Are we really living in a free-for-all,
anything goes, sexually liberated society?
There seems to be every kind of information
about sex in virtually every magazine.
We click on porn day and night. But is this brave
new world really that liberating for women?
For all the tremendous media interest in male sexual
dysfunction and the millions invested in pharmaceutical
treatments for it a remarkably unheralded epidemic is
not discussed at all outside a few doctors’ offices.
One-third of women report “hypoactive sexual desire”.
They show little interest in sex and little desire for
it, defining that as a problem for them.
An additional 30%, some the same women,
some different women, said that they don’t
regularly reach orgasm when they want to.
Is Female Sexual Pleasure Still an Illusion?
Discussion about the value of women’s sexuality and their erotic well-being continues to be marginalised. In today’s climate, new findings on female arousal and satisfaction aren’t being reported in mainstream media. When they are brought into public debate, the case has to be made all over again that these numbers and female sexual satisfaction matter at all.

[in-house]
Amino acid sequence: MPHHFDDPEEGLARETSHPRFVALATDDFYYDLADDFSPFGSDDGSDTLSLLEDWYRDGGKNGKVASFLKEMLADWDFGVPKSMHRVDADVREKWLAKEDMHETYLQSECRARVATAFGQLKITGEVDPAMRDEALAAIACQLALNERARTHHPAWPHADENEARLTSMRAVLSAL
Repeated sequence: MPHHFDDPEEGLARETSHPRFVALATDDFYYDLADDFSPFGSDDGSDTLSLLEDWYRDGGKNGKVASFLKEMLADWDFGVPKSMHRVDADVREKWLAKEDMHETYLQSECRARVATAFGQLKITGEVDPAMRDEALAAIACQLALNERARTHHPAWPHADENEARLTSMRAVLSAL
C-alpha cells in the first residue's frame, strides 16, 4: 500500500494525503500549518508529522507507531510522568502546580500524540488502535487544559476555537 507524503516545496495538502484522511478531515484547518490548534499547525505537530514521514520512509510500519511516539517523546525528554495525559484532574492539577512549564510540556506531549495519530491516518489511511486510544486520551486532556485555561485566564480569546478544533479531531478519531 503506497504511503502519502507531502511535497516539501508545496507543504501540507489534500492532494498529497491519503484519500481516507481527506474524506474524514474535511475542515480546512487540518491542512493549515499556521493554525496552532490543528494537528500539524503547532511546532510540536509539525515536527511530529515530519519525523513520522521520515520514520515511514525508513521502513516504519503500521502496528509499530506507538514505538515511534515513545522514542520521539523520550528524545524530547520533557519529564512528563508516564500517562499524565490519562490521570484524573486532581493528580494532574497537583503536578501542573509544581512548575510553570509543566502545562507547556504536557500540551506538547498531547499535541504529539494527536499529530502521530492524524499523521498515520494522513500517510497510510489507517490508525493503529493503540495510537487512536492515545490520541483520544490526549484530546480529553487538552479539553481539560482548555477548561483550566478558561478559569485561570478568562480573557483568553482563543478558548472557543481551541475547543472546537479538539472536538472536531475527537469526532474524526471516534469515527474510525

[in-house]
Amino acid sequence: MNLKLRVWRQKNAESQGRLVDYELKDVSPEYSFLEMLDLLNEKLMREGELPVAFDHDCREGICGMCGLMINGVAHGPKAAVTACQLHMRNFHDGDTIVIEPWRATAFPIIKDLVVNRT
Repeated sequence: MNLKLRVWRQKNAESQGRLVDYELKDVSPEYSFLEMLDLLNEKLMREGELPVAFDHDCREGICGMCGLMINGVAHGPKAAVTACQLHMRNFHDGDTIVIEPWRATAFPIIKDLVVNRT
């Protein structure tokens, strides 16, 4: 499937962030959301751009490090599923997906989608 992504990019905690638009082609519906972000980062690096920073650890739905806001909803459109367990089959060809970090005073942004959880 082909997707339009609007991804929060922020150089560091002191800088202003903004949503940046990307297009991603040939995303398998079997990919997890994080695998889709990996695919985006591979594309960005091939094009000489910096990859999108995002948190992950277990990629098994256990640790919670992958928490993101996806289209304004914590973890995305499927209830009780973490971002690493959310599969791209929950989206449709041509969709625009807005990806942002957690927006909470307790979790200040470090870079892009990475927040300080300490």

The medicalising of female orgasm in Western culture has been one means of protecting our comfortable illusions about coitus. The illusion is that the male model of sex [foreplay, penetration, and male ejaculation] is good for women as well as for men.
The reality is that it generally fails to produce orgasm in women, and as a result, a series of women’s sexual complaints, such as hysteria, have emerged.
Fuck Me Till I Come
Doctors would carry out the genital massage of women to orgasm as one medical treatment for hysteria, a practice performed by practitioners under the paradigm that classified a women’s inability to have an orgasm during coitus as a disorder.
This belief that hysteria was a result of sexual deprivation and frustration continued unchanged until Freud, who considered childhood trauma the cause of hysteria.
In 1952, the American Psychiatric Association finally dropped the disorder from its taxonomy. However, at no time during the 2,500-year history of the disorder did practitioners question the androcentric model of sex. That happened only recently with the work of Alfred Kinsey.